Diphtheria in Children
What is diphtheria in children?
Diphtheria is an illness caused by bacteria. There are 2 types:
- Respiratory diphtheria. This type affects the throat, nose, and tonsils.
- Skin (cutaneous) diphtheria. This type affects the skin.
Diphtheria is a childhood disease that was common in the 1930s. A vaccine against
diphtheria has made it very rare today in the U.S. and other developed countries.
What causes diphtheria in a child?
Diphtheria bacteria can enter the body through the nose and mouth. It can also enter
through a break in the skin. It is spread by breathing in droplets that contain diphtheria
bacteria from an infected person when he or she coughs, sneezes, or laughs.
What are the symptoms of diphtheria in a child?
Symptoms occur 2 to 4 days after contact with the bacteria. Symptoms can occur a bit
differently in each child. The most common symptoms are below.
Common symptoms of respiratory diphtheria may include:
- Sore throat
- Trouble breathing
- Low fever
- Husky voice
- A shrill sound caused when breathing in (stridor)
- Enlarged lymph glands in the neck
- Increased heart rate
- Runny nose
- Swelling of the roof of the mouth (palate)
Symptoms of skin (cutaneous) diphtheria are usually milder and may include yellow
spots or sores on the skin.
The symptoms of diphtheria can be like other health conditions. Make sure your child
sees his or her healthcare provider for a diagnosis.
How is diphtheria diagnosed in a child?
The healthcare provider will ask about your child’s symptoms and health history. He
or she will give your child a physical exam. This may be enough to diagnose the illness.
The healthcare provider may also swab the mouth for a culture to confirm the diagnosis.
How is diphtheria treated in a child?
Treatment will depend on your child’s symptoms, age, and general health. It will also
depend on how severe the condition is.
Antibiotic medicine is used to treat respiratory diphtheria as early as possible,
before toxins are released in the blood. An antitoxin may be given along with the
antibiotics, if needed. Talk with your child’s healthcare providers about the risks,
benefits, and possible side effects of all medicines.
If your child has severe breathing problems, he or she may need a breathing machine
(mechanical ventilator). A breathing tube is inserted in the front of the windpipe
in a small surgery. This is called a tracheostomy. The tube is left in place as long
as it’s needed, and removed as your child gets better.
What are possible complications of diphtheria in a child?
A child may die from loss of breathing (asphyxiation) if the disease blocks the throat.
Other possible problems of respiratory diphtheria are kidney or heart failure. These
can be caused by the diphtheria toxin released in the blood.
How can I help prevent diphtheria in my child?
In their first year of life, children in the U.S. are given a triple vaccine (DTaP)
that includes diphtheria. This combination vaccine also protects against tetanus and
pertussis. Because diphtheria is still common in underdeveloped countries, the vaccine
is still needed in case of contact with a person who is carrying the bacteria.
Most children who get all of their shots will be protected during childhood. There
are several types of the vaccine, but the newer form is the DTaP. The DTaP vaccine is
less likely to cause reactions than earlier types given.
The CDC recommends that children need 5 DTaP shots at these ages:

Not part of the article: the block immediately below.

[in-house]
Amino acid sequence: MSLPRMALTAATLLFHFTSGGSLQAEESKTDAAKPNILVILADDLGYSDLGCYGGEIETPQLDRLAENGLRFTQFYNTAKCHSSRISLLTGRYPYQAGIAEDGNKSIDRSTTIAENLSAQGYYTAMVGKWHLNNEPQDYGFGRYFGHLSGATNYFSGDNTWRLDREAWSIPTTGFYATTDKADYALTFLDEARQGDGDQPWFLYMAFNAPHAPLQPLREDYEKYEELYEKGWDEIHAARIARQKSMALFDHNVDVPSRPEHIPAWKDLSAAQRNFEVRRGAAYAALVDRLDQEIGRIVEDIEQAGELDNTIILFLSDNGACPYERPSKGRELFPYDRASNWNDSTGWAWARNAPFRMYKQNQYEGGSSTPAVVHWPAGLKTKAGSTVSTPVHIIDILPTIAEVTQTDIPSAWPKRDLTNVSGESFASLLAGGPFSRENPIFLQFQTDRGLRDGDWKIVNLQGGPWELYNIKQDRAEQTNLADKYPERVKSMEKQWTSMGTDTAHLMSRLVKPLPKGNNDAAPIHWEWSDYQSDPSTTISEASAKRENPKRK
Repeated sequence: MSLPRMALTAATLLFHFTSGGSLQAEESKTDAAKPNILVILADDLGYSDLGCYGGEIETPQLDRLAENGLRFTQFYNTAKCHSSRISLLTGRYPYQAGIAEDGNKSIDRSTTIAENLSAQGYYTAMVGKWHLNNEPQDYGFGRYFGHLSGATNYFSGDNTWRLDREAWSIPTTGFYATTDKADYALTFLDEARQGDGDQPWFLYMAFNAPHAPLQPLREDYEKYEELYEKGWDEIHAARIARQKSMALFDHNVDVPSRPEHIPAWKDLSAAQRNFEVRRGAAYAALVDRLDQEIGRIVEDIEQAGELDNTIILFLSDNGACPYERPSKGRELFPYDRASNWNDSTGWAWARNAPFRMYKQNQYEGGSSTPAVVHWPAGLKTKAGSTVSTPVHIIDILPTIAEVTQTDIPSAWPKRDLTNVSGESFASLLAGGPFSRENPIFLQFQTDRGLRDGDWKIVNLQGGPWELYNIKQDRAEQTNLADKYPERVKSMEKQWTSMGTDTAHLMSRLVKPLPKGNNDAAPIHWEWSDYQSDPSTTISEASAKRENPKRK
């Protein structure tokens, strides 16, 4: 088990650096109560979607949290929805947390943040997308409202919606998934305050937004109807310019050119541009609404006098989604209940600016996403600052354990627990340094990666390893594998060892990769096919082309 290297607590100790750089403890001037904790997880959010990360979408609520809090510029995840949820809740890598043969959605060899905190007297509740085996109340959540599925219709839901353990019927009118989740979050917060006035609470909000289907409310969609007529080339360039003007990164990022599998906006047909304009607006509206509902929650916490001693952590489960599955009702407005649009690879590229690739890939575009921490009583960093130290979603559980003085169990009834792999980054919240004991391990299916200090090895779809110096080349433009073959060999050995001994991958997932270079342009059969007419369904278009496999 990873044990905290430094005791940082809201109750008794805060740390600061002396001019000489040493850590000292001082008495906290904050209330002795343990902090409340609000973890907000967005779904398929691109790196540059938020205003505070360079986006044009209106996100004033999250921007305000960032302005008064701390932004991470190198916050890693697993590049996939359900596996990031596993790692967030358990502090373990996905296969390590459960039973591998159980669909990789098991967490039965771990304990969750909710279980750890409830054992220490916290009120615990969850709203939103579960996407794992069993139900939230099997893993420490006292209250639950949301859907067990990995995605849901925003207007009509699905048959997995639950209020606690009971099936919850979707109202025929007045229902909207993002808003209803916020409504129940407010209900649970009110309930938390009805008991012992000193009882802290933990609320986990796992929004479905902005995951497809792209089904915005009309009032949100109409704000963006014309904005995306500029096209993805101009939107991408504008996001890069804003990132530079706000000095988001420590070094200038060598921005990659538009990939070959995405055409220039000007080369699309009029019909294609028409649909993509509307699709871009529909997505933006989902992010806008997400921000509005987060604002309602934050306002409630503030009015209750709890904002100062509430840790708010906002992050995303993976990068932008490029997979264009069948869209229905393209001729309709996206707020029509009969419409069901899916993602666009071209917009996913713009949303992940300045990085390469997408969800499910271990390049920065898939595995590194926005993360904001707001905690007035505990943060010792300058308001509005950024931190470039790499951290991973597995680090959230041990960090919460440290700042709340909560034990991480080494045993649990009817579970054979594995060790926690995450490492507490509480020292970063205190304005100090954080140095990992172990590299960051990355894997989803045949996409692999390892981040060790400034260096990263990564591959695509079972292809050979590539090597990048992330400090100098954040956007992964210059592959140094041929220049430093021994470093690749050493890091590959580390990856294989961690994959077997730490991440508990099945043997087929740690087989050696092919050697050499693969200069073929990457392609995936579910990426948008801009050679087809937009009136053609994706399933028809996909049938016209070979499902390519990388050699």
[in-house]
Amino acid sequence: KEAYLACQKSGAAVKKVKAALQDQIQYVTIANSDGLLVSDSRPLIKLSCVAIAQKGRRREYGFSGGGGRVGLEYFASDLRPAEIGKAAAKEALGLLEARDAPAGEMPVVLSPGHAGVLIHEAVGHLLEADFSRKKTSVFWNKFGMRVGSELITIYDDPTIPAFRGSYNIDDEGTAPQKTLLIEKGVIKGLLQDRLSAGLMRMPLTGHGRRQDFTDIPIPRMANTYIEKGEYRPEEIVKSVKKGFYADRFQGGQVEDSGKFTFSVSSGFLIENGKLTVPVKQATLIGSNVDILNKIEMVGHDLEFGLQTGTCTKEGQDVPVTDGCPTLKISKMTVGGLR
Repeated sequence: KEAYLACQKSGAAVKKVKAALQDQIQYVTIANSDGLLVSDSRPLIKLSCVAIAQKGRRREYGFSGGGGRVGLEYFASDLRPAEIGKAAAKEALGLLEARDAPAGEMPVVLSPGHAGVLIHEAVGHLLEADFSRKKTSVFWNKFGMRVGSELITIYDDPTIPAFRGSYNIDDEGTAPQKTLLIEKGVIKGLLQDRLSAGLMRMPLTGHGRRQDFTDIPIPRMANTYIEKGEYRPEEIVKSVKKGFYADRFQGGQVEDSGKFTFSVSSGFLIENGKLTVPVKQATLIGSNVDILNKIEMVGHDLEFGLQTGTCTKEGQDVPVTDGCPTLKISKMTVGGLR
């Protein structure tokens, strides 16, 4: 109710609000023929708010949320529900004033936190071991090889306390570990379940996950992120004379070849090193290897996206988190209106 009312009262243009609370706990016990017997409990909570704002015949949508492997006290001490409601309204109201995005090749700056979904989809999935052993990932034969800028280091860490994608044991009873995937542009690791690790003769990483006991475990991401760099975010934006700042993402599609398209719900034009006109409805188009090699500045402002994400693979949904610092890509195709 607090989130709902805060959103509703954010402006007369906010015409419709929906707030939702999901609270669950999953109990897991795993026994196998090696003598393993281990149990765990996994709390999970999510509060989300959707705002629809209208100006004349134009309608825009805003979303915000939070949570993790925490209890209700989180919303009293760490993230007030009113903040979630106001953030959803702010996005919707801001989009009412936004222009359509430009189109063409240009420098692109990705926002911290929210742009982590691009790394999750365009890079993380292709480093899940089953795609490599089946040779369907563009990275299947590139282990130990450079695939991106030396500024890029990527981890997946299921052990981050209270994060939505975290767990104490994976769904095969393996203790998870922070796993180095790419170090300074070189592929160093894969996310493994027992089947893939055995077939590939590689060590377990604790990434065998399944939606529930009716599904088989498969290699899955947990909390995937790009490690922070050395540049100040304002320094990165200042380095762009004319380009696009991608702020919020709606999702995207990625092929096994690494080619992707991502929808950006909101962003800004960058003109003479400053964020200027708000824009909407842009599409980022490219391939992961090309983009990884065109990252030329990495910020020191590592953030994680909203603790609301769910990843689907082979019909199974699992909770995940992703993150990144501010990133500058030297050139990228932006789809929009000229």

- Shot #1 at 2 months of age
- Shot #2 at 4 months of age
- Shot #3 at 36 months of age
- Shot #4 between 15 months and 18 months of age
- Shot #5 when a child enters school at 4 to 6 years of age
A preteen (age 11 or 12) should get a booster dose of another form of this vaccine
called Tdap at a checkup. Talk with your child's healthcare provider for advice.
When should I call my child’s healthcare provider?
Call the healthcare provider if your child has:
- Symptoms that don’t get better, or get worse
- New symptoms
Key points about diphtheria in children
- Diphtheria is an illness caused by bacteria. There are 2 types. Respiratory diphtheria
affects the throat, nose, and tonsils. Skin (cutaneous) diphtheria affects the skin.
- Common symptoms of respiratory diphtheria may include sore throat, trouble breathing,
and low fever.
- Symptoms of skin diphtheria may include yellow spots or sores on the skin.
- Antibiotic medicine is used to treat respiratory diphtheria as early as possible before toxins are
released in the blood. An antitoxin may be given along with the antibiotics.
- If your child has severe breathing problems, he or she may need a breathing machine
- The CDC recommends that children are given 5 shots of a triple vaccine (DTaP) at specific
Tips to help you get the most from a visit to your child’s healthcare provider:
- Know the reason for the visit and what you want to happen.
- Before your visit, write down questions you want answered.
- At the visit, write down the name of a new diagnosis, and any new medicines, treatments,
or tests. Also write down any new instructions your provider gives you for your child.
- Know why a new medicine or treatment is prescribed and how it will help your child.
Also know what the side effects are.
- Ask if your child’s condition can be treated in other ways.
- Know why a test or procedure is recommended and what the results could mean.
- Know what to expect if your child does not take the medicine or have the test or procedure.
- If your child has a follow-up appointment, write down the date, time, and purpose
for that visit.
- Know how you can contact your child’s provider after office hours. This is important
if your child becomes ill and you have questions or need advice.